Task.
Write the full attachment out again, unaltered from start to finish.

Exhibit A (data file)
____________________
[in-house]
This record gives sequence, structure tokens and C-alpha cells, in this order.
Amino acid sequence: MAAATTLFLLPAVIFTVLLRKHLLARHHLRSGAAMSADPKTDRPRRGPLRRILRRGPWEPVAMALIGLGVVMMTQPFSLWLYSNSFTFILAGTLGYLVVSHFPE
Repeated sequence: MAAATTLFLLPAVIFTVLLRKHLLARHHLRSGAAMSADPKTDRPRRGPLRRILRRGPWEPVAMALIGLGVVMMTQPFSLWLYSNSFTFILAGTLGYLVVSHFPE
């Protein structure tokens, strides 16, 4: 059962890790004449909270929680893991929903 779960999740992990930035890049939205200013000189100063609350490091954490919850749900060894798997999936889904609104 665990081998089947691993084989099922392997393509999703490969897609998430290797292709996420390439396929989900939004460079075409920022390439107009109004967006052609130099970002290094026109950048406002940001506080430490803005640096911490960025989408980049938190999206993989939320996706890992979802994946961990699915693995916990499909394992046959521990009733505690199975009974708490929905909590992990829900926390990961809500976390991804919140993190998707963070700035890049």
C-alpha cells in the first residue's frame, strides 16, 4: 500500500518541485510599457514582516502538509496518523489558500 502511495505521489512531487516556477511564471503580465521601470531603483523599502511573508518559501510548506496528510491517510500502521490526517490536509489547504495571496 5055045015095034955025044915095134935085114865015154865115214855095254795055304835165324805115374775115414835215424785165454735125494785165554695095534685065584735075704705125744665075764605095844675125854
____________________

[in-house]
This record gives sequence, structure tokens and C-alpha cells, in this order.
Amino acid sequence: MAAATTLFLLPAVIFTVLLRKHLLARHHLRSGAAMSADPKTDRPRRGPLRRILRRGPWEPVAMALIGLGVVMMTQPFSLWLYSNSFTFILAGTLGYLVVSHFPE
Repeated sequence: MAAATTLFLLPAVIFTVLLRKHLLARHHLRSGAAMSADPKTDRPRRGPLRRILRRGPWEPVAMALIGLGVVMMTQPFSLWLYSNSFTFILAGTLGYLVVSHFPE
């Protein structure tokens, strides 16, 4: 059962890790004449909270929680893991929903 779960999740992990930035890049939205200013000189100063609350490091954490919850749900060894798997999936889904609104 665990081998089947691993084989099922392997393509999703490969897609998430290797292709996420390439396929989900939004460079075409920022390439107009109004967006052609130099970002290094026109950048406002940001506080430490803005640096911490960025989408980049938190999206993989939320996706890992979802994946961990699915693995916990499909394992046959521990009733505690199975009974708490929905909590992990829900926390990961809500976390991804919140993190998707963070700035890049």
C-alpha cells in the first residue's frame, strides 16, 4: 500500500518541485510599457514582516502538509496518523489558500 502511495505521489512531487516556477511564471503580465521601470531603483523599502511573508518559501510548506496528510491517510500502521490526517490536509489547504495571496 5055045015095034955025044915095134935085114865015154865115214855095254795055304835165324805115374775115414835215424785165454735125494785165554695095534685065584735075704705125744665075764605095844675125854